Lost River Cave

Take a boat tour under Bowling Green, Kentucky

By Hope S. Philbrick

One of the largest cave entrances east of the Mississippi River leads to a watery passageway 60 feet below Highway 31W.  At Lost River Cave, step into a tour boat, dip your head briefly to avoid bumping into wishing rock, and float into a vast cavern where formations and fossils await discovery.

Prepare to say, “Wow.”

It kind of blows your mind to realize the cavernous space in which you now float is underneath a busy highway.

Boating in a cave proves to be a peaceful, easy-on-the-knees alternative to walking.

This cave has a rich history: Native Americans found shelter in it for thousands of years. In the 1790s, European settlers built a water-powered mill inside the cave. In the fall of 1861, Confederate forces used Lost River Cave as a temporary shelter. One year later, 44,000 Union troops from the 14th Corps camped at Lost River before moving on to Nashville for the Battle of Stone River. A “Nite Club” located at the cave’s entrance was a ballroom and hang-out for socialites from the ‘30s through ‘60s and is now a venue for special events.

What Distinguishes This Cave…

Lost River Cave boasts Kentucky’s only underground boat tour on a river that for many years Ripley’s Believe it or Not ranked as the shortest, deepest in the world. (The river is now known to be seven miles long and 15 feet deep.)

Various bat species, camelback crickets and blind crawfish live in Lost River Cave. You can also see fossils of coral that died before the dinosaurs.

What To Do…

The 68-acre nature preserve also offers walking trails, wildlife habitats and a butterfly junction.

The Lost River Valley is home to the Blue Hole Trail, a two-mile loop through the karst valley. The trail gets its name from the hue of the water from to its natural calcite concentration. Each hole has folklore associated with it, including one story about young women who would look into the water with hopes of seeing a reflection of the face of the man they’d marry. Allow time to hike or you’ll miss some key features of this place: “The Cave Valley is almost a mile long with canyon bluffs on either side. There are four places where you can see the Lost River through ‘blue’ holes. You will see some of the most striking features that you can see no other place in the world,” said Dr. Nicholas C. Crawford, professor of hydrology and director of The Center for Cave and Karst Studies, Western Kentucky University.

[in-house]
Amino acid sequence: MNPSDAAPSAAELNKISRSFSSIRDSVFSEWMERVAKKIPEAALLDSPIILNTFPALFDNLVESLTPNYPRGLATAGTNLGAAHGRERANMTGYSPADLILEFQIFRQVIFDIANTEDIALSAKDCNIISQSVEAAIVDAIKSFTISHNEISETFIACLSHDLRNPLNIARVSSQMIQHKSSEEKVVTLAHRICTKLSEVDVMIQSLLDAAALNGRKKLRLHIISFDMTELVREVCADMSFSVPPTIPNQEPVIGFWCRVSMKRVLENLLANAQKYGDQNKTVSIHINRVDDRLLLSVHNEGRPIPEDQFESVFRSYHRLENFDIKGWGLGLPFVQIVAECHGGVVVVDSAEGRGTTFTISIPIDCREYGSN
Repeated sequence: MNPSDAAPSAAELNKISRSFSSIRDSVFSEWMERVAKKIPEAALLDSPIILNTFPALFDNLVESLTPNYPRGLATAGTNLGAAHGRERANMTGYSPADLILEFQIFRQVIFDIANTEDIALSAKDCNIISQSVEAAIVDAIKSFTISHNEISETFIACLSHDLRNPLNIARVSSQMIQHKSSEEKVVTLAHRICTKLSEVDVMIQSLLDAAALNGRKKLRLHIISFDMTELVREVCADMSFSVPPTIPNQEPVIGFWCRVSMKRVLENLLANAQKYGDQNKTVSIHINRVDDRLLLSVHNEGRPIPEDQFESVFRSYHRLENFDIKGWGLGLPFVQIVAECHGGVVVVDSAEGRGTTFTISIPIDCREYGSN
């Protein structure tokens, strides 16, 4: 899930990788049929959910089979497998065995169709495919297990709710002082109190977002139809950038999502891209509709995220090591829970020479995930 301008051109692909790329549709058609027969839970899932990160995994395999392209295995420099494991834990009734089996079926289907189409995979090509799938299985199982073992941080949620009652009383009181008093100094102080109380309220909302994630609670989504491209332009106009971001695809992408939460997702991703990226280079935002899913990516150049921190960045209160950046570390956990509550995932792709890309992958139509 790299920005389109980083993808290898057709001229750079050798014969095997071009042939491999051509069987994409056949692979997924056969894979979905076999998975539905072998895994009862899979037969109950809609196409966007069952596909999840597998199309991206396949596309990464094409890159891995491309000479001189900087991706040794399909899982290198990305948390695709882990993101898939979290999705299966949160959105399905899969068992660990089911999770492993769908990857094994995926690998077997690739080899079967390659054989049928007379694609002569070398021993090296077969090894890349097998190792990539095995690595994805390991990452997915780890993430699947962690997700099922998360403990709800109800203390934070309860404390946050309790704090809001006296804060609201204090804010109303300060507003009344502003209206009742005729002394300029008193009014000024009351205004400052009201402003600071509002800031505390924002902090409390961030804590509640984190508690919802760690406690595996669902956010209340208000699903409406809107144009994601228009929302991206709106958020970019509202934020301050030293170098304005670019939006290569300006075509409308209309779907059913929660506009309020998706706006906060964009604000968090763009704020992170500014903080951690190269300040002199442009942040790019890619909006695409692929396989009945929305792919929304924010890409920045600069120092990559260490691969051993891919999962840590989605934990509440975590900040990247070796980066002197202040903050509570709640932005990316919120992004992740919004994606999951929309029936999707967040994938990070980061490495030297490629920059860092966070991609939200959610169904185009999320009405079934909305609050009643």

Odds of Encountering Children…

High. For the best odds, visit when school is in session.

Getting There…

From I-65 take exit 22 onto Scottsville Road. Turn left onto Cave Mill Road, continue to 31W and turn right to Lost River Cave—look for the sign between other businesses, this isn’t in a remote spot as you might expect.

Open daily (except Christmas, Thanksgiving and New Year’s). However, heavy rainfall can flood the cave and make it impossible to give boat tours—so call ahead to verify that they’re running if your heart is set on a boat tour.

More Information…

Historic Lost River Cave & Valley

Bowling Green Area Convention & Visitors Bureau

Read More about the subterranean world “Under Kentucky”

– Photo Courtesy Bowling Green Area CVB

Featured products, services and/or travel arrangements may have been complimentary in part or in full; this affords the research opportunity but does not sway opinion.

HopeP_144Hope S. Philbrick is founder and editor-in-chief of Getaways for Grownups. She became a freelance writer and editor because she believes that work and fun should not be mutually exclusive. Her work has appeared in dozens of publications nationwide. When not writing, she can usually be found on the road or savoring something tasty.

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